We identify a total of 26 genes with p-value < 1.05e-12. The first 30 genes reported are shown in the Table 3. The results indicated that 83.3% of the first 30 genes reported are also reported using edgeR and DESeq2 methods. In addition, only a 30% of the genes have been reported in the CRC bibliography. The randomization p-values profiles for the genes of the Table 3, are shown in the Fig. 2c.
Table 3

The top 30 genes with differential expression reported by the OMICfpp method using the interval score evaluated using the complete distribution

ENSEMBL ID

Gene symbol

Synonyms

CRC status

Other cancer

ENSG00000030304

MUSK

CMS9, FADS

Known [54]

Known [55]

ENSG00000034971

MYOC

GPOA, JOAG, TIGR, GLC1A, JOAG1

New

Known [38]

ENSG00000095752

IL11

AGIF, IL-11

Known [29]

Known [29]

ENSG00000108231

LGI1

EPT, ETL1, ADLTE, ADPAEF, ADPEAF, IB1099, EPITEMPIN

New

Known [88]

ENSG00000119147

C2orf40

ECRG4, augurin

Known [89]

Known [90]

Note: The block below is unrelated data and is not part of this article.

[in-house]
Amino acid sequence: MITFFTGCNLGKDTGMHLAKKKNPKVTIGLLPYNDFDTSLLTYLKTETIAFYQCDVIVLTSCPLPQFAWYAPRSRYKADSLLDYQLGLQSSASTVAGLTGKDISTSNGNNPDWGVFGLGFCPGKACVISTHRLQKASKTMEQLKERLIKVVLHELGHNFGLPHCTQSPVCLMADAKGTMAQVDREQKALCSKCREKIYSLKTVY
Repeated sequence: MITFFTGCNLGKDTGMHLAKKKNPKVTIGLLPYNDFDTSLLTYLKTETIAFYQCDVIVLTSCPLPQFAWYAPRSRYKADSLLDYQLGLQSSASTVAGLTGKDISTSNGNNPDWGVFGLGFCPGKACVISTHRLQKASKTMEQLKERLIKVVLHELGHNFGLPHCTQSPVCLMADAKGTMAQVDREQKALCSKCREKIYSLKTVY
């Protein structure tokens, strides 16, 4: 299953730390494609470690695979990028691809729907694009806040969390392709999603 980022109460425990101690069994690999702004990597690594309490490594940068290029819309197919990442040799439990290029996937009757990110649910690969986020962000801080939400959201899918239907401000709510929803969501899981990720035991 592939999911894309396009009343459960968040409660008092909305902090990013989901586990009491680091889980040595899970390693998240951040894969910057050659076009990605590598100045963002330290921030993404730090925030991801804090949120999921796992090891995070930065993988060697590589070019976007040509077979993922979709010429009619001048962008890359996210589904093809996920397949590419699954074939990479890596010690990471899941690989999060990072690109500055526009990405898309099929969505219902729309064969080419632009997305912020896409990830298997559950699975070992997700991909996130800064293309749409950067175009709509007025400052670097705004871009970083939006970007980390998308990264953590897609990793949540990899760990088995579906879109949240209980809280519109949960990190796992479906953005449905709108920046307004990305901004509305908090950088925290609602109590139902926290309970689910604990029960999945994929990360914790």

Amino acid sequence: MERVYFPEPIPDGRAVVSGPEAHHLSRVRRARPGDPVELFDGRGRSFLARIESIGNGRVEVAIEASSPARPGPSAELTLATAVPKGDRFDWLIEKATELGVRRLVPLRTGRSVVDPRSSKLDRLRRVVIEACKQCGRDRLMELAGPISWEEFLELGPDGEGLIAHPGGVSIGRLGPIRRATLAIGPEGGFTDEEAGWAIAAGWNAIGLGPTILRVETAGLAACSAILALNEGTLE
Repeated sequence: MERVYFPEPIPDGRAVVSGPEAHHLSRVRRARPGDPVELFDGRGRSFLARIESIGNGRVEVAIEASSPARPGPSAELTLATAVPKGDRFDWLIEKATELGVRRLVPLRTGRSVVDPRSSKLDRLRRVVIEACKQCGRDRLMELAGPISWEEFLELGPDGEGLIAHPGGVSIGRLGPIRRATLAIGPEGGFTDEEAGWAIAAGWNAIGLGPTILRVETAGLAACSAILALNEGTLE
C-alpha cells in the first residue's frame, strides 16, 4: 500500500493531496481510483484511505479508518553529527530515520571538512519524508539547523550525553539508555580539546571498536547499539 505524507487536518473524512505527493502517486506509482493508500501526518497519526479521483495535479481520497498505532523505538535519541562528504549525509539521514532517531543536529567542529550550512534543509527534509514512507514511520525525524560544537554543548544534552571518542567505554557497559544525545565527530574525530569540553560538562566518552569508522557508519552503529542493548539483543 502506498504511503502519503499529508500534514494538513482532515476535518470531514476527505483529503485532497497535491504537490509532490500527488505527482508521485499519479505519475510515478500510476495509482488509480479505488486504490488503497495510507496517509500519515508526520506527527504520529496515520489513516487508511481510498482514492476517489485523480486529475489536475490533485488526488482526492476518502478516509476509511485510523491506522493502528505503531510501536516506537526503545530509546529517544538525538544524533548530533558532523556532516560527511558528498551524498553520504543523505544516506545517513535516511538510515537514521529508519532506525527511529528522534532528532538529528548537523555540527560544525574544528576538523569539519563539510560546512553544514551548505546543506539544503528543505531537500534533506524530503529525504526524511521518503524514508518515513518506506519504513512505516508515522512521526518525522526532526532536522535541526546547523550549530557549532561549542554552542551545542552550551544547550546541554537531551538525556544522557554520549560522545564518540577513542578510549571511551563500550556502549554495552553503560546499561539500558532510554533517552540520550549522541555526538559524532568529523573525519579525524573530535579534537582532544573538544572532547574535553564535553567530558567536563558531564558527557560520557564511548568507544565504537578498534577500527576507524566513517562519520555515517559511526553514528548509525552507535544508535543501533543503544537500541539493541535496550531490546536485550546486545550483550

ENSG00000125851

PCSK2

PC2, NEC2, SPC2, NEC 2, NEC-2

New

Known [91]

ENSG00000135406

PRPH

NEF4, PRPH1

Known [92]

Known [93]

ENSG00000141391

PRELID3A

C18orf43, FLJ31484, HFL-EDDG1, SLMO1

New

New

ENSG00000142959

BEST4

VMD2L2

New

New

ENSG00000144339

TMEFF2

TR, HPP1, TPEF, TR-2, TENB2, CT120.2

Known [94]

Known [95]

ENSG00000167767

KRT80

KB20

Known [96]

Known [97]

ENSG00000169764

UGP2

UDPG, UGP1, UDPGP, UGPP1, UGPP2, UDPGP2, pHC379

Known [98]

Known [99]

ENSG00000169862

CTNND2

GT24, NPRAP

New

Known [100]

ENSG00000174358

SLC6A19

HND, B0AT1

New

Known [101]

ENSG00000183034

OTOP2

-

New

New

ENSG00000196660

SLC30A10

ZNT8, ZRC1, HMDPC, ZNT10, ZnT-10, HMNDYT1, DKFZp547M236

Known [102]

Known [103]

ENSG00000211666

IGLV2-14

-

New

New

ENSG00000223260

RN7SKP194

-

New

New

ENSG00000225335

AC016027.1

-

New

New

ENSG00000227649

MTND6P32

-

New

New

ENSG00000228742

LINC02577

-

New

New

ENSG00000253233

AP005902.1

-

New

New

ENSG00000254166

PCAT2

PCA2, CARLO4, CARLo-4, TCONS00015167

New

New

ENSG00000260574

AL360157.1

-

New

New

ENSG00000261650

AC055717.2

-

New

New

ENSG00000264099

MIR4803

hsa-mir-4803

New

Known [65]

ENSG00000110887

DAO

DAAO, OXDA, DAMOX

New

Known [104]

ENSG00000134201

GSTM5

GTM5, GSTM5-5

Known [105]

Known [106]

ENSG00000162460

TMEM82

-

New

Known [107]

ENSG00000186451

SPATA12

SRG5

New

Known [108]

The term “known” is assigned if the gene has been previously reported as differentially expressed in colorectal cancer (CRC) or in other types of cancer, otherwise “New” is used. The genes reported in common by OMICfpp, edgeR and DESeq2 are in bold entries

OMICfpp in a small sample size context